In looking into the anxious side of ambivalent attachment, I was really struck by the idea of covert avoidance strategies. Right now with my therapist I’m working through what strategies I use to deal with the world in a way that is so automatic, I don’t even know I’m doing it. The show WandaVision is literally an entire plot based on semi-conscious trauma manifesting in the world. We let false narratives take over to the point where our actions seem like really good ideas.
The obvious example is you’re at a party and it’s awkward and you do little things to make it look like you’re not worried. Look at your phone, constantly change conversations, move to different people. But that example is socially acceptable, in the effect that we’re all in it together. We’ve even developed strategies around it, for example drinking games and ice breaker activities.
What shakes me are the covert avoidance strategies that happen when you’re all by yourself. Being chronically late, not taking care of yourself or your space, not scheduling time in for care, all these things are normal manifestations of laziness. However if we’re doing them without any immediate stressor, for example a global pandemic, then it signals something unconscious, something we’ve hidden from ourselves.
Even before COVID, being around crowds was extremely stressful for me. Even the thought of going to a place with them was scary. Yet, there is objectively nothing immediately threatening about a crowd (at least one that is randomly organized). It’s just humans close to each other in a space.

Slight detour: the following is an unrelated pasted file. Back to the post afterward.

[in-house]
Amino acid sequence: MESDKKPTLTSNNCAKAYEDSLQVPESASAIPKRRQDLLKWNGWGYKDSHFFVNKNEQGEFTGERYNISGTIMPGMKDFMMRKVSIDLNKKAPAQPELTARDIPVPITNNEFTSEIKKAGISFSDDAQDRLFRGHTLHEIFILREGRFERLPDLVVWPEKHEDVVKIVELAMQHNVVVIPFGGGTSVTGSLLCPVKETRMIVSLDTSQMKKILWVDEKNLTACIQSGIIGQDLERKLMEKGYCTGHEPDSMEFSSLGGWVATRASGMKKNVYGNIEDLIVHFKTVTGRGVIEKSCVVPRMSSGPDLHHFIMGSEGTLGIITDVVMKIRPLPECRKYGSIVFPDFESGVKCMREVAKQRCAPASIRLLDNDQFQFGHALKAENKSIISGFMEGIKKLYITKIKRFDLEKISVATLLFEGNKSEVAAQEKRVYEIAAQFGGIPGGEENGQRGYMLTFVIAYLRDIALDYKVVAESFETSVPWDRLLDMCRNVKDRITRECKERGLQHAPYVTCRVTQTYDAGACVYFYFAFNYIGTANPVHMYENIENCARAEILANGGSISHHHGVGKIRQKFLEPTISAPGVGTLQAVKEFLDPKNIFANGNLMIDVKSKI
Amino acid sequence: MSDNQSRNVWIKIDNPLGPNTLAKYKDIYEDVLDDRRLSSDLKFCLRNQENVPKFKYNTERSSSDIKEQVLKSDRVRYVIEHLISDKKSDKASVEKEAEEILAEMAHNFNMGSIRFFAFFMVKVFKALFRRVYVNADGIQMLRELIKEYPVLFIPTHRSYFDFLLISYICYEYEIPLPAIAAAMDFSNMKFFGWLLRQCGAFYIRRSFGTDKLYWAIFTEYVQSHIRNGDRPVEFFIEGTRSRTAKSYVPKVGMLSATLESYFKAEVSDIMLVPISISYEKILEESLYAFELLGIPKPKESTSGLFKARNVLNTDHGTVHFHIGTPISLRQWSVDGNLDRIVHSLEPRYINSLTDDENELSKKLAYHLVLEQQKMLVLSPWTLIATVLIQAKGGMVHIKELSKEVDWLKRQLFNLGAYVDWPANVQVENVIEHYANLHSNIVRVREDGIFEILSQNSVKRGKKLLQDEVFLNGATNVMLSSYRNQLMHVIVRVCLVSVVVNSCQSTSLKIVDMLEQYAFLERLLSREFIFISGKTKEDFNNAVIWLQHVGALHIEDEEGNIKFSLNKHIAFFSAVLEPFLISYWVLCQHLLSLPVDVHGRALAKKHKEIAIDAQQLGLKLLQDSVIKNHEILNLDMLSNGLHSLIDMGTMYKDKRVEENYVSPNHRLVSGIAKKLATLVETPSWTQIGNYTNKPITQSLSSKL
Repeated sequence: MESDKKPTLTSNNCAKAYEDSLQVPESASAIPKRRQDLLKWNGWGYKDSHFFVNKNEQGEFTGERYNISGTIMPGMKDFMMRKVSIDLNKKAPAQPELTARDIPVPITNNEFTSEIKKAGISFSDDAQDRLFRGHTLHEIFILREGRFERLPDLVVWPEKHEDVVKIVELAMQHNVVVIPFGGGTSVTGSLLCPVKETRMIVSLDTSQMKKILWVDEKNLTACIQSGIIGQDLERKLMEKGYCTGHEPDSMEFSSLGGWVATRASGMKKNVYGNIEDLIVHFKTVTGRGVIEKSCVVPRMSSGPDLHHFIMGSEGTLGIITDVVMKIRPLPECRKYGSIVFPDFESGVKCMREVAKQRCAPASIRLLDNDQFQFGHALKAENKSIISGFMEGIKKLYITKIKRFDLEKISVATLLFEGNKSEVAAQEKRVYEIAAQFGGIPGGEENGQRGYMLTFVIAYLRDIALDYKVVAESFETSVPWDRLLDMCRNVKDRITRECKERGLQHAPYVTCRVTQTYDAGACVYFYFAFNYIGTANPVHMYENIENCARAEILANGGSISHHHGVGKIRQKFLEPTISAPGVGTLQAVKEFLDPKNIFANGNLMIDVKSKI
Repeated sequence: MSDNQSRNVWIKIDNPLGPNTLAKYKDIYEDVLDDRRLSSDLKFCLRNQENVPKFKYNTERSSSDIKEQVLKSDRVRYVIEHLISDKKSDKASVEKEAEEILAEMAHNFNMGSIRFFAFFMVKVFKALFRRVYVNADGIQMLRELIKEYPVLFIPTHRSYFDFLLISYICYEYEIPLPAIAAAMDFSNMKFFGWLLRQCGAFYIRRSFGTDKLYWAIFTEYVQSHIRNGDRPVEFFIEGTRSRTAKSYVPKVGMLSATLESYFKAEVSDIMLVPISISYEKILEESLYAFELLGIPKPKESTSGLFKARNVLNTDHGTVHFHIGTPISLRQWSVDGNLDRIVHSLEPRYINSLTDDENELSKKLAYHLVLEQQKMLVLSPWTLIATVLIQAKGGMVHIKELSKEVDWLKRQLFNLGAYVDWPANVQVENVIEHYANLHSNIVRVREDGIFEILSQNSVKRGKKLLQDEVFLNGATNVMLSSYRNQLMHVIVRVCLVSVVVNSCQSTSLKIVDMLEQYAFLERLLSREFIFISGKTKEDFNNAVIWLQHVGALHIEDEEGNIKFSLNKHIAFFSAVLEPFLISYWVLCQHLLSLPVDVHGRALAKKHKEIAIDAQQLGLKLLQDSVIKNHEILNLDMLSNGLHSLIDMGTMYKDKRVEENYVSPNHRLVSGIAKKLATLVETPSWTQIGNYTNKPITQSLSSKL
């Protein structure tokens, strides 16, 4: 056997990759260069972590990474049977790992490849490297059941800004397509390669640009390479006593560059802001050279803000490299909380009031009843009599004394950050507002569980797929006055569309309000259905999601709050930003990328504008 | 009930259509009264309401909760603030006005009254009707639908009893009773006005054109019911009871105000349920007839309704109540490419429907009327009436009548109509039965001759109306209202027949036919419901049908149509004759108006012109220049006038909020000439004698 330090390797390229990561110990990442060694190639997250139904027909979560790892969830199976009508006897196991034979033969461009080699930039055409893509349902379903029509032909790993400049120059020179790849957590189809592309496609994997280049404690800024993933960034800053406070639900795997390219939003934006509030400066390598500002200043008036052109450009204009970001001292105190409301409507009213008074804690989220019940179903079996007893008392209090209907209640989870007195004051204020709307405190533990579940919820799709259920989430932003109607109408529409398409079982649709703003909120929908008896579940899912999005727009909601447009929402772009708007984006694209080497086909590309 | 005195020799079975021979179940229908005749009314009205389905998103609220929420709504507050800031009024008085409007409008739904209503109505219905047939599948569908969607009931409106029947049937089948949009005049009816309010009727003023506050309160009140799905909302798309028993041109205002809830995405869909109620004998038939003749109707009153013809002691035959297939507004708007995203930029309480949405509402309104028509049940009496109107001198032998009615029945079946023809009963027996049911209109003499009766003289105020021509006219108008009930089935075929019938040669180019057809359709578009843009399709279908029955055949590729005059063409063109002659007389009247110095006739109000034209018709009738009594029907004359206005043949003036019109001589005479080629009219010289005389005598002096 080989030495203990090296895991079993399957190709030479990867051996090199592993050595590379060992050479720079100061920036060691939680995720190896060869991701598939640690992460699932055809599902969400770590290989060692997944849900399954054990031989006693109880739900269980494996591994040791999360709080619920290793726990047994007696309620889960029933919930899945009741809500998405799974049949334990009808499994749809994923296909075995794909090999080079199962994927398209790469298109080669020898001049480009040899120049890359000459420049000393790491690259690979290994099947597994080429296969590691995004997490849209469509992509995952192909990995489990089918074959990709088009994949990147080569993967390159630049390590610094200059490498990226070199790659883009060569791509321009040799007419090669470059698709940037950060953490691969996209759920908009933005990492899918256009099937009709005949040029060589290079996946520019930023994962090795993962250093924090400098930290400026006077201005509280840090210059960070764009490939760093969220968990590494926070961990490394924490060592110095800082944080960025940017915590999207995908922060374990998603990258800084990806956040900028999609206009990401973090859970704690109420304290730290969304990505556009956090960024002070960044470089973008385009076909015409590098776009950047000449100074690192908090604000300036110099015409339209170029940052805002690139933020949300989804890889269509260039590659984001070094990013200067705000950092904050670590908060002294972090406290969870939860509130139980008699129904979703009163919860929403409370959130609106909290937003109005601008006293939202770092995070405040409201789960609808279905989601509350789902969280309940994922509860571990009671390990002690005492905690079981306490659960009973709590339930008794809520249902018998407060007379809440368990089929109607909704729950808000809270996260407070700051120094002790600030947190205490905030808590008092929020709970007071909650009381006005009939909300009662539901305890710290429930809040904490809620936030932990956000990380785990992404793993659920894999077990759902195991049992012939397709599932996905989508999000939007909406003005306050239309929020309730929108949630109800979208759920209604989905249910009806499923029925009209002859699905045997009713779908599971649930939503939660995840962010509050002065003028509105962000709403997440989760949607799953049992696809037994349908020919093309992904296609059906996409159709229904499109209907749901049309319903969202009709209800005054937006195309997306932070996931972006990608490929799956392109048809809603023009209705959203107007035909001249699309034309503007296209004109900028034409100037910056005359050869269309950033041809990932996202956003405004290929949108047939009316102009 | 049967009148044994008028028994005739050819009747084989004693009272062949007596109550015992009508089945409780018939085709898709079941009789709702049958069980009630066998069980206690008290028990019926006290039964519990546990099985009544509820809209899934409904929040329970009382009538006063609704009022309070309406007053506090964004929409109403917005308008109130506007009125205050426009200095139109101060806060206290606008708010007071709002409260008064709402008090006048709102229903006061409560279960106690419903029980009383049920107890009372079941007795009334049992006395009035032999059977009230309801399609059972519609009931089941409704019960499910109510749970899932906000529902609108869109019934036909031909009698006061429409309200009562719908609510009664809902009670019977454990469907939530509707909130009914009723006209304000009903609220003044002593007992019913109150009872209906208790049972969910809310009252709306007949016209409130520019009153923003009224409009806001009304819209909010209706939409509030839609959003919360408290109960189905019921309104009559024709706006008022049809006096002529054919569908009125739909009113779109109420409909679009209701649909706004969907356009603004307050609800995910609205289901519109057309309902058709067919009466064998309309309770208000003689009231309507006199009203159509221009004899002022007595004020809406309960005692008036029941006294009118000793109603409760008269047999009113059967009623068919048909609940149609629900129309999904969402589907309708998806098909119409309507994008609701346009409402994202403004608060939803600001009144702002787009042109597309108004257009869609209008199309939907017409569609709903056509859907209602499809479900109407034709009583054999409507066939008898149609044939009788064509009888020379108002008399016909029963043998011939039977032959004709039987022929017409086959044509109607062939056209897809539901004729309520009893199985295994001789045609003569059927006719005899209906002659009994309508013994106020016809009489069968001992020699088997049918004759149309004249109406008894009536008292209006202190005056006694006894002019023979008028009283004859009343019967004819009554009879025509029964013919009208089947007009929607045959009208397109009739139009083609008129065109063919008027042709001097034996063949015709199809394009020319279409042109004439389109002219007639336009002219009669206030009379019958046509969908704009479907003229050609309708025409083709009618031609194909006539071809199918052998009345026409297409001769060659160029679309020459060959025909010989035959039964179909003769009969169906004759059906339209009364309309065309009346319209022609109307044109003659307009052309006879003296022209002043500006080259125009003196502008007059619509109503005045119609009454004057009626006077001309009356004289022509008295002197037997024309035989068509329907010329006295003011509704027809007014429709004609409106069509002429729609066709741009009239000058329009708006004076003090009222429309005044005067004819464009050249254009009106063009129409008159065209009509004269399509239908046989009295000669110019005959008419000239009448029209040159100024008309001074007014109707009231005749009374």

The irony was I really did desire connection and bonding in groups but only on my terms! Sounds like Westview under Wanda’s spell. I can easily enjoy places like church, band, school functions, and being on a busy college campus. But in unknown territory, things get tricky.
I’ve gotten good at getting in the door but I realize the way I assess the safety of a group was out of whack. I essentially zero in on facial expressions and immediately form conclusions about the entire group even before I have talked to anyone. And it doesn’t take too many people to apply that assumption to the entire event.
Another aspect to the problem was that I would hold onto that assumption or story for the entire time. And then all my interactions would play off that initial foundation. Going to clubs is always a tumultuous situation for me because my story is often that I’m being judged for my body or looks. That is true of course, but also, why is that a problem, that is actually the purpose of being there. It’s because I color it all as being negatively judged, and therefore needing to prove myself. So then let’s say my friends come, and the rest of the night I’m pouting and moping about how I need to get into the gym more.
Where did proving myself come from? Far as I can tell, needing to prove myself as an American growing up in a predominantly white suburb, and segueing a lot of that trauma into theatre. I have a distinct memory of being attacked at the childhood playground for being Chinese but that’s another story.
So then where to go with this information. The funny part is knowing this is here but realizing it slowly crept up to become reality. Wanda only breaks because she’s hurting people in the process and then finally recognizes who she is and the lies she can’t keep up. At the end of the day we’re social creatures, so start with looking at whether our software is rejecting or embracing people and why that helps us feel better.